Wednesday, June 12, 2024

252 abuse allegations made against members of Catholic Church in Ireland over past year, new report

A total of 252 allegations of abuse were made against 209 members of the Catholic Church in Ireland over the past year, a slight increase on the previous year, according to National Board’s annual report.

The National Board for Safeguarding Children in the Catholic Church in Ireland’s report (NBSCCI), published on Wednesday, covers the period from 1 April 2023 to 31 March 2024, and for the first time shows type of abuse alleged and the breakdown between allegations against diocesan personnel (65) and members of religious congregations (187).

While the majority of the 252 allegations relate to sexual abuse (183) in the 1960s, 1970s and 1980s, four allegations relate to the year 2000 or later. Two relate to sexual abuse that is alleged to have taken place in the 2000s and one is sexual abuse alleged to have taken place in 2023.

A further 26 allegations relate to physical abuse; 17 allegations of emotional abuse; 1 allegation of neglect; 1 allegation of boundary violations; and a further 24 types of abuse were not provided.

Of the 209 church personnel against whom the allegations were made, 153 were members of male religious congregations, 14 were male diocesan clergy and 41 were female religious with one unknown.

In the report, the National Board reveals it has completed an evaluation of the Head to Heart programme, which over the past three years has introduced child safeguarding into the formation of seminarians at the Pontifical Irish College, Rome; St Patrick’s College, Maynooth; and the Redemptoris Mater Seminary in Dundalk.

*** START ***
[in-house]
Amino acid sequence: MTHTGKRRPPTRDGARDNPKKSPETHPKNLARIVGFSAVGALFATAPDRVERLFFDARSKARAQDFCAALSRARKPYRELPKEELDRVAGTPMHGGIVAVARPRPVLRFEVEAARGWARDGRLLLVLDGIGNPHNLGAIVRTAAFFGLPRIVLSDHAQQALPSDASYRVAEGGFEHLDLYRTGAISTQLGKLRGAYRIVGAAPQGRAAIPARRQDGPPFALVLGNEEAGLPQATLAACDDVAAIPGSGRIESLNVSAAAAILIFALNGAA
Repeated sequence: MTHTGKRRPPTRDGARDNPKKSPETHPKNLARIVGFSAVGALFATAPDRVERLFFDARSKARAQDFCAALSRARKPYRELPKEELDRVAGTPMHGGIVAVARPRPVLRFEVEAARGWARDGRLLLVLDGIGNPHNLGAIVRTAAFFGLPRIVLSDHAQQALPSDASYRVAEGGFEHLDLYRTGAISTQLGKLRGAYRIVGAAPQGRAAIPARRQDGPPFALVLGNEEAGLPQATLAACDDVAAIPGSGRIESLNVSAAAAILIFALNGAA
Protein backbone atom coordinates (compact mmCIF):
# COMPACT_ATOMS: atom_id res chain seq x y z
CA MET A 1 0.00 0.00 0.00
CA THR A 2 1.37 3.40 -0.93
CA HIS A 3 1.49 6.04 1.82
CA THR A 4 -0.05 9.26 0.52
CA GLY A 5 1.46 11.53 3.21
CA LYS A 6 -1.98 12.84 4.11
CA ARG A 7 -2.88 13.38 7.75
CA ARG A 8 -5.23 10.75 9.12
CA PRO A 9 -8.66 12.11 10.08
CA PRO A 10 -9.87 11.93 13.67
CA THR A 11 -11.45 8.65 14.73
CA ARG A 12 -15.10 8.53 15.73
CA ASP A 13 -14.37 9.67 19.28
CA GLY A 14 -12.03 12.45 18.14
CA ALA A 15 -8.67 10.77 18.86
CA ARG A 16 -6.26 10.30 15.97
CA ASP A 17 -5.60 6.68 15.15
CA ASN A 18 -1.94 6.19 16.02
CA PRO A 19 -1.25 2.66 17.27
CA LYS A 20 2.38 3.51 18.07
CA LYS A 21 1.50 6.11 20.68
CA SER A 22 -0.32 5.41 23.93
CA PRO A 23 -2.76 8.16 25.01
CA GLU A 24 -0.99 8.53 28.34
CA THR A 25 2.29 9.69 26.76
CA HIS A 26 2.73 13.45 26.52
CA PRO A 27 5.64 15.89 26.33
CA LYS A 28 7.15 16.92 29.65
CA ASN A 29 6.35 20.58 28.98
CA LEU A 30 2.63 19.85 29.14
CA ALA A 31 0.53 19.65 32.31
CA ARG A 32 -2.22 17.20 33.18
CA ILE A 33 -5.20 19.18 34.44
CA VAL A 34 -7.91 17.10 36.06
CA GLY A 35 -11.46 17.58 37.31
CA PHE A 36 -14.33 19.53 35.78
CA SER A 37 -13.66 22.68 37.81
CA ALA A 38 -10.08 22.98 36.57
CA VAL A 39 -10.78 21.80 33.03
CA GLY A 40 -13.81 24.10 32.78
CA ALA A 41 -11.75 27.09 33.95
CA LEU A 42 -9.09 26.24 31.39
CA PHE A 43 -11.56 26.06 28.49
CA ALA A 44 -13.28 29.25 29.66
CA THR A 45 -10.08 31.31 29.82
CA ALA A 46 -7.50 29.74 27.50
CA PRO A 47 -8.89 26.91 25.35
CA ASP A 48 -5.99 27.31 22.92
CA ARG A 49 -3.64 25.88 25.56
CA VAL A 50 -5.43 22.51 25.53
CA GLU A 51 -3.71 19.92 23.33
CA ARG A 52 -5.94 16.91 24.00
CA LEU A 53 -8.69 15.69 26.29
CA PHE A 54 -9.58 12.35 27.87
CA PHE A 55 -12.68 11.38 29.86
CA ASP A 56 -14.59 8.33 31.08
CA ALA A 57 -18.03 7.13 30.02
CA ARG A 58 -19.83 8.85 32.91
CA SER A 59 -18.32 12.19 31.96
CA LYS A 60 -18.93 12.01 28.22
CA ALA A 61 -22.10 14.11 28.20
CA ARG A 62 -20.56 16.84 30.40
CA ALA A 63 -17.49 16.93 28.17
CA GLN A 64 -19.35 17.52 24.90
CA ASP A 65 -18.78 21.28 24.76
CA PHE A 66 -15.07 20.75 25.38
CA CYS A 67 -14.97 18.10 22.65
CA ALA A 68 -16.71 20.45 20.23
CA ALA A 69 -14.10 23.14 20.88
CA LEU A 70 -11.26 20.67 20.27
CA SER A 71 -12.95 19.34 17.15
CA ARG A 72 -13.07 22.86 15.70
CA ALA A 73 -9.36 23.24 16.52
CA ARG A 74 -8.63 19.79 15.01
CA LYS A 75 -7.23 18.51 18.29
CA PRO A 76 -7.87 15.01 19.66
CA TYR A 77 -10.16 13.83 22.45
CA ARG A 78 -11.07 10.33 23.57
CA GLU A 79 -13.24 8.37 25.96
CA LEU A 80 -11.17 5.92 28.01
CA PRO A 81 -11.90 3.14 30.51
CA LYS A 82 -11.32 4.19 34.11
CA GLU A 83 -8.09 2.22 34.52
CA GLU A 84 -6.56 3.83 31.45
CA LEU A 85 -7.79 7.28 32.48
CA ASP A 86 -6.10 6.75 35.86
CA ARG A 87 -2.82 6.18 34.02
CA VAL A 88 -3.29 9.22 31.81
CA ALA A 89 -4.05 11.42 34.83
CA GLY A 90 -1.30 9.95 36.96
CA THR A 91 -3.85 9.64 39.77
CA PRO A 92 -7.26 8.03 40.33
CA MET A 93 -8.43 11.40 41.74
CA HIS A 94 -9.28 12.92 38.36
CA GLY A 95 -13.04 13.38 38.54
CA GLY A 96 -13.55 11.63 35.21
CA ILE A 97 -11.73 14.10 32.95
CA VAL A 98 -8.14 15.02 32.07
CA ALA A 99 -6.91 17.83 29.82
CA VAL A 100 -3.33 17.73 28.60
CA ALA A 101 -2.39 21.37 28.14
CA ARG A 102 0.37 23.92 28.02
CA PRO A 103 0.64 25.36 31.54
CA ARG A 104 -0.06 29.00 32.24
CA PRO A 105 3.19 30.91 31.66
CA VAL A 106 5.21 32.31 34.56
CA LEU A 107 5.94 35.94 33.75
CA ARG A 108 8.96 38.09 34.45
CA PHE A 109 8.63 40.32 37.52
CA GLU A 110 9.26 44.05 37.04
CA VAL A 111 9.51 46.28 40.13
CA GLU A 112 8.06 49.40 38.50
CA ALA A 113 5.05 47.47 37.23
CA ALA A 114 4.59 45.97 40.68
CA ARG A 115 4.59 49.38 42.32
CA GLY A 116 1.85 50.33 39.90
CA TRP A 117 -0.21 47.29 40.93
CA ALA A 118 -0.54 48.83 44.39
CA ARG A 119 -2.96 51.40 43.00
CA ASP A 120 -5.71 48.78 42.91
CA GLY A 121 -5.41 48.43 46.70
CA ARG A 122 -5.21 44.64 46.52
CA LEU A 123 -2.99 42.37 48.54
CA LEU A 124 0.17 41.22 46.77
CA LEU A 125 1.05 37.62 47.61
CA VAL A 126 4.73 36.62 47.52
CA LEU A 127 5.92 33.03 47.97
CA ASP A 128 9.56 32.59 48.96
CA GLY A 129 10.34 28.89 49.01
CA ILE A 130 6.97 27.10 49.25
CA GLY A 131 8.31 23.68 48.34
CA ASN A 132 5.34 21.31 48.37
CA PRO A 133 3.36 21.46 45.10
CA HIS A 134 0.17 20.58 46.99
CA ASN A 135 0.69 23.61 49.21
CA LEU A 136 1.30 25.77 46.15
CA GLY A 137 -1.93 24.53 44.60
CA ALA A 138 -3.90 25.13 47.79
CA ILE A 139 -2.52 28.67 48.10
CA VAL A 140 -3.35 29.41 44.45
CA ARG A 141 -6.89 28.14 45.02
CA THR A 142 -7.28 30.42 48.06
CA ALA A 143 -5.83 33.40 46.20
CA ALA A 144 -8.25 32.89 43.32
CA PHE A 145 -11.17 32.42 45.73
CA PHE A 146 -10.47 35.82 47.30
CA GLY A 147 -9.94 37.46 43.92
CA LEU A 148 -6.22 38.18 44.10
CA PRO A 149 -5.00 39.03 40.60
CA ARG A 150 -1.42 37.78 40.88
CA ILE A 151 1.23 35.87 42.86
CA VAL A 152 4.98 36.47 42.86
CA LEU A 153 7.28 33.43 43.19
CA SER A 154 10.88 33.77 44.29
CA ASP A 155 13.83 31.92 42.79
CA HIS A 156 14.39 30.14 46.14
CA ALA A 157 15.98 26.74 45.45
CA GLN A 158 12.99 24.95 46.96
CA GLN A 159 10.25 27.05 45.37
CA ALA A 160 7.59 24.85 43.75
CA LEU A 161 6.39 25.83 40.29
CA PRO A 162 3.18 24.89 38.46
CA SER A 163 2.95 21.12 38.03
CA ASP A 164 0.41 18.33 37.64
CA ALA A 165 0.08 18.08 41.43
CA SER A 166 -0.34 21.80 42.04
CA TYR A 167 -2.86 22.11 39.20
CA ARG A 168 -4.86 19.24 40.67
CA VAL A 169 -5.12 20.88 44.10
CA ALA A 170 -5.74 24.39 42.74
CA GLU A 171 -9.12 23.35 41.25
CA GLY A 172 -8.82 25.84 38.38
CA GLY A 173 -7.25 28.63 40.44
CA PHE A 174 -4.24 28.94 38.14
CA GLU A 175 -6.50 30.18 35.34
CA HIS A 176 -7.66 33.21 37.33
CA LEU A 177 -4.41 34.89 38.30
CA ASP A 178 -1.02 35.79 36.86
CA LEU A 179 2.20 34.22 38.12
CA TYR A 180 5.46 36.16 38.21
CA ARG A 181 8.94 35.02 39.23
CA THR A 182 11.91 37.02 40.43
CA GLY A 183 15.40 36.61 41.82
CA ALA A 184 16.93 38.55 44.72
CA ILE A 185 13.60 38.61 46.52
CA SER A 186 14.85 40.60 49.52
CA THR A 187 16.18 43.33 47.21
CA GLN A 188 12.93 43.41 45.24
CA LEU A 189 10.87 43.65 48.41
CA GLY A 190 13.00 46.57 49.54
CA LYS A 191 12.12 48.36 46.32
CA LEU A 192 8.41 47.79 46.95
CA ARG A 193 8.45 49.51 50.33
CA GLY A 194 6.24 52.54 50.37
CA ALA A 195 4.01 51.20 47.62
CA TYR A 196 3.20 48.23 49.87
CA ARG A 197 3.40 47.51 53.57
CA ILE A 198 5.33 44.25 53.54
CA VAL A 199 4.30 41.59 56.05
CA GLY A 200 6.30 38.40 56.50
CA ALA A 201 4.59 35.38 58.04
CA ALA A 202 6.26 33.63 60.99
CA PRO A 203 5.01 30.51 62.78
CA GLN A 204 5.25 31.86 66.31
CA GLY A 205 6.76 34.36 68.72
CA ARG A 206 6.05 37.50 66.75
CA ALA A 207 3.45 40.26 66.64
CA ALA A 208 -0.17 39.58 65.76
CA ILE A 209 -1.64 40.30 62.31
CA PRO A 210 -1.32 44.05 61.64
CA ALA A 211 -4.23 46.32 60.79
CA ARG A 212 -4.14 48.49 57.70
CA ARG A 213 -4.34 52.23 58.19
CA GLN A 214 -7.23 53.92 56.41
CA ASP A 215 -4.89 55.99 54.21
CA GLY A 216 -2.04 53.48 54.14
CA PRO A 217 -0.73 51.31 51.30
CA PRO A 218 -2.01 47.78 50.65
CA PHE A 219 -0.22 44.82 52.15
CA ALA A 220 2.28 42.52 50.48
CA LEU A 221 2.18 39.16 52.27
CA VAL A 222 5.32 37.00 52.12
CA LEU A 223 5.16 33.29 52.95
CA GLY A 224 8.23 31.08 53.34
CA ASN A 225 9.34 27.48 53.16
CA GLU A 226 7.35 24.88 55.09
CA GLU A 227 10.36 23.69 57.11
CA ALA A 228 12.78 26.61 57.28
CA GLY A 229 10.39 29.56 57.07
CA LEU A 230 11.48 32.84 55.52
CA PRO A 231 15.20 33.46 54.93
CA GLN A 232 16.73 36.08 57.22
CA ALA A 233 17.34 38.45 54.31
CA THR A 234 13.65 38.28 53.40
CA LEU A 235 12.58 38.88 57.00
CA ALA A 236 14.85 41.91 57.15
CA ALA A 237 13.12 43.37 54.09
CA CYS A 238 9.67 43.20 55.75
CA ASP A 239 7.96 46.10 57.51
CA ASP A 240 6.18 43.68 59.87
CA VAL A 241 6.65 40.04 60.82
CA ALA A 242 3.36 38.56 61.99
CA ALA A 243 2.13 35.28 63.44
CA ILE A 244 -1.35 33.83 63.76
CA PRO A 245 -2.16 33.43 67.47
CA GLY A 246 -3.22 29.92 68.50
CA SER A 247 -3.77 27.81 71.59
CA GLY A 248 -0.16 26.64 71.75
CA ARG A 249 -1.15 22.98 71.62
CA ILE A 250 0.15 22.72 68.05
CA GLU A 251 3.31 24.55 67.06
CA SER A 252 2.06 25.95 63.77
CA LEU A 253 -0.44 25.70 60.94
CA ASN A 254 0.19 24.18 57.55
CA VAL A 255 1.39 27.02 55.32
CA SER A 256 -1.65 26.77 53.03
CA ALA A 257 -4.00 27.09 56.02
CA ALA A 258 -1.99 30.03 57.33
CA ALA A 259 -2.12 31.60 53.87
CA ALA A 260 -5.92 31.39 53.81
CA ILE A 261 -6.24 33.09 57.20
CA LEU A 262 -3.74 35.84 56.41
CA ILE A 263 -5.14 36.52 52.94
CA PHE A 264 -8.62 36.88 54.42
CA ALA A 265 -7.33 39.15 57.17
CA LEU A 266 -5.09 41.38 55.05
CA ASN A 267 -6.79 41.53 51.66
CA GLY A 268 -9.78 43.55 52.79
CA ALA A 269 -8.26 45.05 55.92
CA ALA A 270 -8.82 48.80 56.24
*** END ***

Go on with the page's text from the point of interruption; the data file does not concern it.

Outgoing CEO of the National Board, Teresa Devlin, in her final Annual Report following ten years at the helm explains that this programme has now been expanded to the Permanent Diaconate, with a view to extending it further.

“I am confident that, in terms of international development, this programme leads the way in embedding the importance of child safeguarding in priestly formation,” Devlin states.

Though she notes that progress has been made during her time with the safeguarding watchdog, Ms Devlin also pointed out that the damage done by abuse is ongoing.

“We cannot afford to think that we have finished our work in this area in Ireland. We clearly have more to do,” she said. “I believe that there are still gaps in our practices with complainants and their families. We must accept the need to ‘transition’ to a more compassionate response.”

Over the past year the number of requests for safeguarding advice also increased from 282 to 306. In addition, a total of 11 safeguarding reviews were completed. All 26 catholic dioceses have now had reviews completed and have also completed an annual Self-Audit, as have 50 Religious Orders/Congregations.

Once again, the National Board highlights in its annual report the challenges it is experiencing due to data protection constraints.

It reveals it is unable to “report publicly with the level of detail that it would like, to demonstrate a transparent, centralised account of allegations received in any one year” due to data protection legislation which prevents the sharing of special-category data with the National Board.

This means that when notifications are received, they are anonymised, and there is no ability to cross-reference to ensure that the respondent is already known, or to check if the allegation may already have been reported to the National Board by another source.

The Data Protection Commissioner’s office has told the NBSCCI that the Law Reform Commission is considering drafting legislative changes to enable the exchange of information in the interests of safeguarding.